"Till Nephews Do Us Part" was intended to be a blockbuster and delivers the goods, though it would be a stretch worthy of Mr. Armstrong himself to call it a masterpiece. Most of the ep's weaknesses lie in the area of characterization -- and, no, I'm not referring to Scrooge's "mushin' out" as he falls under the spell of that wily woman on the make, Millionaira Vanderbucks. HD&L are noticeably more naive and bratty than was their normal first-season wont (though, as Greg has pointed out, this may have been a harbinger of the way the boys would occasionally be written during subsequent seasons). Mrs. Beakley and Duckworth, meanwhile, don't have the excuse of naivete to fall back on in their cluelessness regarding Milly's sinister plans for the household. Ken Koonce and David Weimers' script, while nowhere near as inept as some of their lesser efforts, doesn't contain a fraction of the imagination and laugh-out-loud humor seen in the likes of "Double-O-Duck," opting instead for "money-related terms of endearment" (GeoX) and characters misunderstanding words and expressions (and if you don't recognize which ones I'm referring to ASAP, then you truly must BE a sap). Still, the plot is reasonably good, we get a nice mixture of "domestic" and "adventurous" material (though the latter has a distinct touch of the farcical), and, of course, there's the now-legendary wedding scene with all of those character cameos. I've no idea whether "Till Nephews" was in production at the time that the decision was made to extend the series' life with additional new episodes, but the mere existence of this scene, with its air of "wrapping things up," suggests that it was not.
The idea of a conniving woman zeroing in on Scrooge's fortune is anything but a new one. Glittering Goldie herself was the original (and literal) "gold-digger" in "Back to the Klondike," "drugg[ing] and roll[ing]" miner McDuck and swiping his Goose Egg Nugget. However, Barks' Goldie doesn't fit the mold of a "gold-digger" in the modern sense, in that she would have been perfectly content to have cut and run with that one treasure had fate (and a peeved Scrooge) not intervened. She acted more like a pure opportunist than someone who was in it for the long haul. The DT version of "Klondike" represents the other side of the coin, as it were, suggesting that Scrooge and Goldie might have enjoyed a happy life together in Duckburg had Dangerous Dan not queered the relationship between them. After reconciling with Scrooge, both versions of Goldie receive unexpected opportunities to reunite with him -- with the offer being rather more obvious in the DT version of "Klondike" than in Barks' less sentimental original -- but the hard-hearted "greediest gal in the Klondike" has long since become content with her backwoods life and consciously sets aside any further designs on Scrooge or his money. (In the DT version, at least, she does compensate for this by apparently tying some fairly substantial apron strings around her man. More on that later.)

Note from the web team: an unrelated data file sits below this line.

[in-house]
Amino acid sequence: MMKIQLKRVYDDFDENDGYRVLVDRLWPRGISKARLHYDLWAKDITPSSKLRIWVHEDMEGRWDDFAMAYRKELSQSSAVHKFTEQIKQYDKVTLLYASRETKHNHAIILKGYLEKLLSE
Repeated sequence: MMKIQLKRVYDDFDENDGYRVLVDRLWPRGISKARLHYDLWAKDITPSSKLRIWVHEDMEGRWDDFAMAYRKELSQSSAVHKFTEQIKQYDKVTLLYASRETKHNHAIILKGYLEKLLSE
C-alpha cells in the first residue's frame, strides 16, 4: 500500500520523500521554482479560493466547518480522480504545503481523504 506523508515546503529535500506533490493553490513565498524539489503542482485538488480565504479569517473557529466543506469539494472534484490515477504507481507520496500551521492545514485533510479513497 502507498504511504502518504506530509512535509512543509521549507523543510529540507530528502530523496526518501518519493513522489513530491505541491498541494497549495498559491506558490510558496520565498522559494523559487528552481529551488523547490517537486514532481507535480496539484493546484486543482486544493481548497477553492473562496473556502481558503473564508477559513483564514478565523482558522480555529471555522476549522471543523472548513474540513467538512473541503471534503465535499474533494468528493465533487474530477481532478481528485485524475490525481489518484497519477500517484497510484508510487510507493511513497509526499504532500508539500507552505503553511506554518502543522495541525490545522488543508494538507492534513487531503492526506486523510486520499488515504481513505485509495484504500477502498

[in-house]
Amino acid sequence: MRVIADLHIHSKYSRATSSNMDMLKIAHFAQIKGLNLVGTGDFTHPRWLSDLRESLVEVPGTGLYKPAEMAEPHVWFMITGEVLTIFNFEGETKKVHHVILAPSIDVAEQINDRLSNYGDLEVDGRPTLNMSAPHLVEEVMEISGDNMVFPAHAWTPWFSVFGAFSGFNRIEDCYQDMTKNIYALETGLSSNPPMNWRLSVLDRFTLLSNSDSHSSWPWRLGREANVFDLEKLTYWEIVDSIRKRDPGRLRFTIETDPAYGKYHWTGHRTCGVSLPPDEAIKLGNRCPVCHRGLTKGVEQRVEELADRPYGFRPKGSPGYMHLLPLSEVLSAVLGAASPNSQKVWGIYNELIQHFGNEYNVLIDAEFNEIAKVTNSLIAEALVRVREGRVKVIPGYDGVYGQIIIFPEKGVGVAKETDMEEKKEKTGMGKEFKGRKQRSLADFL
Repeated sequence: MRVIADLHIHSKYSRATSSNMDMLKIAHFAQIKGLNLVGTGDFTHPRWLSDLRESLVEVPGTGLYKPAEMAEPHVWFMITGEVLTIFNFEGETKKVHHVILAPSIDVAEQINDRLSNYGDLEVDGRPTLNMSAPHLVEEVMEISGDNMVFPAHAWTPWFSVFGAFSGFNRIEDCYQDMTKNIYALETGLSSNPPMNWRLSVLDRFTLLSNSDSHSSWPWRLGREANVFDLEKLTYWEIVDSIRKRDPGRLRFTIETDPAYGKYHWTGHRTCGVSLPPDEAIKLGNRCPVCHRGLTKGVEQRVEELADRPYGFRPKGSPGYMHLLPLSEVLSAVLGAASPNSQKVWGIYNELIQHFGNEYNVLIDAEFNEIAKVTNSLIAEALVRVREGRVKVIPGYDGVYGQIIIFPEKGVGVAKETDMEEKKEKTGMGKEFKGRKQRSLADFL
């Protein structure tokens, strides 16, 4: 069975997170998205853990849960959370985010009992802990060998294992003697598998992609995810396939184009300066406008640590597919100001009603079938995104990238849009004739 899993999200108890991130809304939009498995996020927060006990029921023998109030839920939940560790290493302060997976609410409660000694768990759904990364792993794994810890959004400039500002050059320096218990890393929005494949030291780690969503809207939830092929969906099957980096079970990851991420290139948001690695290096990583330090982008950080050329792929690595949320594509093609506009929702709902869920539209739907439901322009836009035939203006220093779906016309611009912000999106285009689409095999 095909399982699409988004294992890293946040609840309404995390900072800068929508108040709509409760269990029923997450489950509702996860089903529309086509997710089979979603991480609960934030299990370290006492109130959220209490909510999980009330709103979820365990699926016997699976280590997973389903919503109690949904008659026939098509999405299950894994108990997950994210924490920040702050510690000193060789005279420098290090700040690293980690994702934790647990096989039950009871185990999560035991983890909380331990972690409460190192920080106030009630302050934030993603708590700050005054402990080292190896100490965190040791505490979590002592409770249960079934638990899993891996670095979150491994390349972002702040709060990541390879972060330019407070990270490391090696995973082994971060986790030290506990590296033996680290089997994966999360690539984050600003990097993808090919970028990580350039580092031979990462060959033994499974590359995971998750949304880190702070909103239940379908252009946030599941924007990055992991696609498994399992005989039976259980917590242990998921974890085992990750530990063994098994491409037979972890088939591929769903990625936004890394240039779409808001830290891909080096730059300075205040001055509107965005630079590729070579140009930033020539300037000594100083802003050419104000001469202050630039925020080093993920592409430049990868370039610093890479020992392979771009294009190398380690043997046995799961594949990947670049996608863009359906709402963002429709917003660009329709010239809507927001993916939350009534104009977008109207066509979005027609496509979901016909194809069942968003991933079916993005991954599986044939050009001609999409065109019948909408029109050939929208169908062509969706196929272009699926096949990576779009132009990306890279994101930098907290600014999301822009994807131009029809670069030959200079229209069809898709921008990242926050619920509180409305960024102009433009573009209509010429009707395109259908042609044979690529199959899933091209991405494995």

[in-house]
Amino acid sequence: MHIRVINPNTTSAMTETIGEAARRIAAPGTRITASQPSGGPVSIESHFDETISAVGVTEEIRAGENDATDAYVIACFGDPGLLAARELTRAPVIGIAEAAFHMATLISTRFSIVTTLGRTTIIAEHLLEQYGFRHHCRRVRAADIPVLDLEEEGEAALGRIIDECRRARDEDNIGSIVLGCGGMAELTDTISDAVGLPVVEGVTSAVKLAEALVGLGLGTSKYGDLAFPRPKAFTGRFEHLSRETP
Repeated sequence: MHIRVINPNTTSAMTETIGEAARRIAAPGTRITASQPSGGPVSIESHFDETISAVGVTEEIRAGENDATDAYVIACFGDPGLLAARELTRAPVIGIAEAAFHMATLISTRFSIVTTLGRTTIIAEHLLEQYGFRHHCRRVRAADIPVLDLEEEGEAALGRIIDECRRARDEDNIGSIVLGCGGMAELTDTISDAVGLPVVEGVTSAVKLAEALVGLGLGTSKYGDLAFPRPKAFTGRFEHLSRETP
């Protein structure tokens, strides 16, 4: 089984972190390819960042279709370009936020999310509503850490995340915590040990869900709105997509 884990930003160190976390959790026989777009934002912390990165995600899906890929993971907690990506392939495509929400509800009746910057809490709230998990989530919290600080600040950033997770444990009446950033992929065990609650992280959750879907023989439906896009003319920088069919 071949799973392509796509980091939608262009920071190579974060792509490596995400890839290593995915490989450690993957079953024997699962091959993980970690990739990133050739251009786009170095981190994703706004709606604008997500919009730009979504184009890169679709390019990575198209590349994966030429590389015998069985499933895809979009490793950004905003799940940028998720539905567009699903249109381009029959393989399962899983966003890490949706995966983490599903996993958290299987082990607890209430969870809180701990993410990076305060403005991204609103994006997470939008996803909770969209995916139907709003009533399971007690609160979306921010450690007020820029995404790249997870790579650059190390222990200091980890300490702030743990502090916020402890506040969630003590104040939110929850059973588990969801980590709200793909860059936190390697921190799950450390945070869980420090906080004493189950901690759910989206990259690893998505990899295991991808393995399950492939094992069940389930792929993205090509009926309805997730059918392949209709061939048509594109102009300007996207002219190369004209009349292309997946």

Wicked Queen as a comparison; Milly is appalled by the mere existence of the "ghastly" children (I imagine that Scrooge keeps media references to their presence in his household to an absolute minimum for safety's sake); and Mrs. Beakley and Duckworth seem oblivious to the poisonous atmosphere. Note that when Scrooge returned home after his initial confab with Milly, he was "tetched," but not so much so that he didn't think "business first" when giving instructions to HD&L. It's only after the second parting, after Milly presumably has had time to plan her "charm offensive" more thoroughly, that Scrooge acts in a hopelessly punch-drunk manner.
Milly: "I'm thinking of expanding..."
Me: "I think a certain amount of contraction is in order."
Needless to say, I think that Koonce and Wiemers went a teentsy bit overboard with the financially-themed pet names; even a money-hungry "gold-digger" would probably have been sickened by at least a few of them. Scrooge and Milly's "cash-ship" is actually at its best when K&W pull back on the pecuniary throttle and try to underplay things. The scenes in the "lovers' park" are cute and charming...
Note the "$" signs encircling the lovers' heads.
... (though what guard allows an armored car to be driven with its doors open? Must be one of Scrooge's), while the "proposal/merger" scene itself has so many good lines ("It's rare that a woman compounds my interest daily," "I can't wait to take you home to meet my accountant") that the pet names are only a minor annoyance. Ignore the surrounding context, and some of these scenes and lines might even have worked for a Scrooge/Brigitta romance. Of course, tip things slightly the other way and you've got a Duck-version of Beverly Hills Teens.